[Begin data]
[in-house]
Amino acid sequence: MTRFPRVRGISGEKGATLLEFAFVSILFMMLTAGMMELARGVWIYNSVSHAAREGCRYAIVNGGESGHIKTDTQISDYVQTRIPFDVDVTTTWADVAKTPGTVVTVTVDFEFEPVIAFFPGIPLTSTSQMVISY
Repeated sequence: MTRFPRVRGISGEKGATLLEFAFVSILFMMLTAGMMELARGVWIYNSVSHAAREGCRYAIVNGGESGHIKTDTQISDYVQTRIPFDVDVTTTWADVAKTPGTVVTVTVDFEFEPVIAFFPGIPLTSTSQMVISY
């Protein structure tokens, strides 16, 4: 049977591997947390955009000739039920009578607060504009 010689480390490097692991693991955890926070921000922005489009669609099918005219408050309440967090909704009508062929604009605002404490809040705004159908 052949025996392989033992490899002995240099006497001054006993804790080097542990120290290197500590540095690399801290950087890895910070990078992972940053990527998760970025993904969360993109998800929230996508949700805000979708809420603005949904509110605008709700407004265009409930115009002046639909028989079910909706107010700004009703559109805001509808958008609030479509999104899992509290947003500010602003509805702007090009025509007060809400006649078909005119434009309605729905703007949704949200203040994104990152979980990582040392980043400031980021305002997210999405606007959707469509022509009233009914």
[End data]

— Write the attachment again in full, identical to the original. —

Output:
[in-house]
Amino acid sequence: MTRFPRVRGISGEKGATLLEFAFVSILFMMLTAGMMELARGVWIYNSVSHAAREGCRYAIVNGGESGHIKTDTQISDYVQTRIPFDVDVTTTWADVAKTPGTVVTVTVDFEFEPVIAFFPGIPLTSTSQMVISY
Repeated sequence: MTRFPRVRGISGEKGATLLEFAFVSILFMMLTAGMMELARGVWIYNSVSHAAREGCRYAIVNGGESGHIKTDTQISDYVQTRIPFDVDVTTTWADVAKTPGTVVTVTVDFEFEPVIAFFPGIPLTSTSQMVISY
């Protein structure tokens, strides 16, 4: 049977591997947390955009000739039920009578607060504009 010689480390490097692991693991955890926070921000922005489009669609099918005219408050309440967090909704009508062929604009605002404490809040705004159908 052949025996392989033992490899002995240099006497001054006993804790080097542990120290290197500590540095690399801290950087890895910070990078992972940053990527998760970025993904969360993109998800929230996508949700805000979708809420603005949904509110605008709700407004265009409930115009002046639909028989079910909706107010700004009703559109805001509808958008609030479509999104899992509290947003500010602003509805702007090009025509007060809400006649078909005119434009309605729905703007949704949200203040994104990152979980990582040392980043400031980021305002997210999405606007959707469509022509009233009914």